Justification of Red List Category
This species is listed as Data Deficient because it is known from only two specimens and a limited number of recent sightings, thus there is insufficient information available for assessment of its threat status.
No population estimates are available.
The population trend is unknown, due to the extreme paucity of records: it is only ever located at the site of the rediscovery and even then very infrequently (Y. Muzika in litt. 2020).
Carpodacus sillemi was described from two specimens collected in 1929 on a barren plateau at 5,125 m in southern Xinjiang Autonomous Region, China (in an area under Chinese administration but also claimed by India). One of the birds collected was a juvenile with wings not yet fully grown and the collector considered that the birds had either bred close to where they were collected or on the nearby peaks in the Kunlun Shan range. In 2012 it was rediscovered c.1,350 km. away from the type locality in the Yeniugou Valley, in a remote area of western Qinghai, China (Kazmierczak and Muzika 2012), with further sightings the following year in the Yeniugou Valley (Muzika 2014). During the 2013 survey the species was not located anywhere apart from in the Yeniugou Valley (Muzika 2014), and searches elsewhere have failed to find the species (Muzika 2014, J. Hornskov in litt. 2016). However, the survey did conclude that even at appropriate altitudes the species was very difficult to locate (Muzika 2014), and so it is presumably localised and scarce. More recently in 2018, 2 pairs were however observed in close range at Yenigou Valley at 5,025 m (H. Jännes  per G. Sangster in litt. 2020).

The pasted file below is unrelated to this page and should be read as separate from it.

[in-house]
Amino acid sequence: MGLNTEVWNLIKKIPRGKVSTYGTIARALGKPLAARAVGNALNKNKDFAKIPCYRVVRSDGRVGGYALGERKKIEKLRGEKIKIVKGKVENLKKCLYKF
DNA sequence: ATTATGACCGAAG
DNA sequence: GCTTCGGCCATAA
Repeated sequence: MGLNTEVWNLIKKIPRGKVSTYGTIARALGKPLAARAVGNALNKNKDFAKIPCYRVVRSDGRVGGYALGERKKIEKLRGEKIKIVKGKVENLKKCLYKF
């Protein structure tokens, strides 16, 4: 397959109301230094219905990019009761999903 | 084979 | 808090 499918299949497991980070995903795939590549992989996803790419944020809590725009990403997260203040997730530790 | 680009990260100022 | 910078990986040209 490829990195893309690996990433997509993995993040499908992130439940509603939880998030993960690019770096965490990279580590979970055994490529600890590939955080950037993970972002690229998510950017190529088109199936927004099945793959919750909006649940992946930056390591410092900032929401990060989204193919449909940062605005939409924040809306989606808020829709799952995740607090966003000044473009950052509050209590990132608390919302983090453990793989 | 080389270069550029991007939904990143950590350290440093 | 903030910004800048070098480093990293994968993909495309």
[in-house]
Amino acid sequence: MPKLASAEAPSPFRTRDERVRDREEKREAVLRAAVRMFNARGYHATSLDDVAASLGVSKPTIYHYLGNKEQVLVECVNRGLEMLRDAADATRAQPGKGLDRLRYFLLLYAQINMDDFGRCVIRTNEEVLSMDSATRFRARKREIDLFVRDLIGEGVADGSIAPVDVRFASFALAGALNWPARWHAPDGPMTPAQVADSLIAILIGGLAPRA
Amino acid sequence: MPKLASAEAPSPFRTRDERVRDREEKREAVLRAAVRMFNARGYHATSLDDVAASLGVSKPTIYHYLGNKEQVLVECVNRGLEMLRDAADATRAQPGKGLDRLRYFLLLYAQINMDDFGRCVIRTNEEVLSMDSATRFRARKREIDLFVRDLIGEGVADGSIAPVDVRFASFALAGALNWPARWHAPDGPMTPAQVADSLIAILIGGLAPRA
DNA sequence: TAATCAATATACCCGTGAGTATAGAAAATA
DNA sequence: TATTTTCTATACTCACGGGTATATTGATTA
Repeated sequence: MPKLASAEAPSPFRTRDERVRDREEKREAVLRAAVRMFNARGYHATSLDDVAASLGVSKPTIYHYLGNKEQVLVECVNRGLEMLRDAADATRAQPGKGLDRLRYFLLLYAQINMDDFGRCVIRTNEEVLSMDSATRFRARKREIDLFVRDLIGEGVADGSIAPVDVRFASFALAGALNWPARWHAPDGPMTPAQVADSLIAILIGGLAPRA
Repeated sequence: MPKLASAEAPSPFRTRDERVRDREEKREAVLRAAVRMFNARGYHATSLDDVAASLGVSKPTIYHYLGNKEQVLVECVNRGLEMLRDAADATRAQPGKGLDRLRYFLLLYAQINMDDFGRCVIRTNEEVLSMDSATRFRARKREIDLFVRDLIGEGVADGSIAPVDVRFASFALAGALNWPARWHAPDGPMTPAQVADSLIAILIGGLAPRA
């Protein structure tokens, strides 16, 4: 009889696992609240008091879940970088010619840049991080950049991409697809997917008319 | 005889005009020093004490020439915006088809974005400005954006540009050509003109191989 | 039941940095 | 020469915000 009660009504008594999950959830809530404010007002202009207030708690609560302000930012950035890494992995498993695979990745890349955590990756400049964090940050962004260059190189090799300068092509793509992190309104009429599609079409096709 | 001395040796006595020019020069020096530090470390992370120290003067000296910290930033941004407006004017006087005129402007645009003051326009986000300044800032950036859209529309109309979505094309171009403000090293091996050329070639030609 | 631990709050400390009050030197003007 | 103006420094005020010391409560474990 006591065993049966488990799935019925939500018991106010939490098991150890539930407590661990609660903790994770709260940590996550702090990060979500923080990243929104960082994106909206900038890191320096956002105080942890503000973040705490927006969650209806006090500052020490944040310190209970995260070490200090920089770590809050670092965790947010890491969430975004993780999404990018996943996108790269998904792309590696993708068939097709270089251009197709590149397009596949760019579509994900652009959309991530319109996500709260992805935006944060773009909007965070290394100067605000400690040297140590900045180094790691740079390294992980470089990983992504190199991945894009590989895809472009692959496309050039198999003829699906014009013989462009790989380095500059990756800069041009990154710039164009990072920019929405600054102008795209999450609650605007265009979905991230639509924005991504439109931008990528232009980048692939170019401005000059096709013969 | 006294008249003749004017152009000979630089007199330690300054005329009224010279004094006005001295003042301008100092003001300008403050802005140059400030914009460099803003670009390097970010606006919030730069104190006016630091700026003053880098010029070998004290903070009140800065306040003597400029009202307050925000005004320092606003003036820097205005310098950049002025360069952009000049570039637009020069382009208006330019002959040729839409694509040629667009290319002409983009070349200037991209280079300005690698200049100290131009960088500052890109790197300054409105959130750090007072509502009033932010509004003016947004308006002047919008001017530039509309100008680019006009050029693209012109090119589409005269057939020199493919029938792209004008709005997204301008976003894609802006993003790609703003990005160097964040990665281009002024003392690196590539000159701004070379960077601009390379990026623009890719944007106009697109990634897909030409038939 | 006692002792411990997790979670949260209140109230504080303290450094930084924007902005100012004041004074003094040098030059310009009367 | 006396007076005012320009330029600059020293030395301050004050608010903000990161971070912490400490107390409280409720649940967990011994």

The type-locality is a barren plateau at 5,125 m. Sightings in the Yeniugou Valley in 2012 and 2013 were made between 4,950 m and 5,007 m (Kazmierczak and Muzika 2012, Muzika 2014). The 2012 and 2013 sightings were made on a damp, south-facing, low-gradient slope with a rich ground vegetation compared to the rest of the area (Muzika 2014). Both this species and the related C. roborowskii (Tibetan Rosefinch) were seen to feeding on this vegetation (Muzika 2014), and so they may be restricted to areas where this vegetation occurs at sufficient density (Muzika 2014). C. sillemi and C. roborwskii are also considered to be the highest-altitude sister-species existing (Sangster et al. 2016).The availability of this vegetation may vary seasonally (Muzika 2014) although there is no current evidence to show whether this species makes any movements. However, it is probably resident at the type-locality, as the adult collected was in full moult in September.
No threats are known and there are unlikely to be any in the remote area from which it is known.
Conservation Actions Underway
None is known.
Text account compilers
Westrip, J.R.S., Peet, N., Fernando, E., Symes, A., Benstead, P., Crosby, M., Taylor, J.
Hornskov, J., Kazmierczak, K., Muzika, Y. & Sangster, G.
BirdLife International (2021) Species factsheet: Carpodacus sillemi. Downloaded from http://www.birdlife.org on 18/10/2021. Recommended citation for factsheets for more than one species: BirdLife International (2021) IUCN Red List for birds. Downloaded from http://www.birdlife.org on 18/10/2021.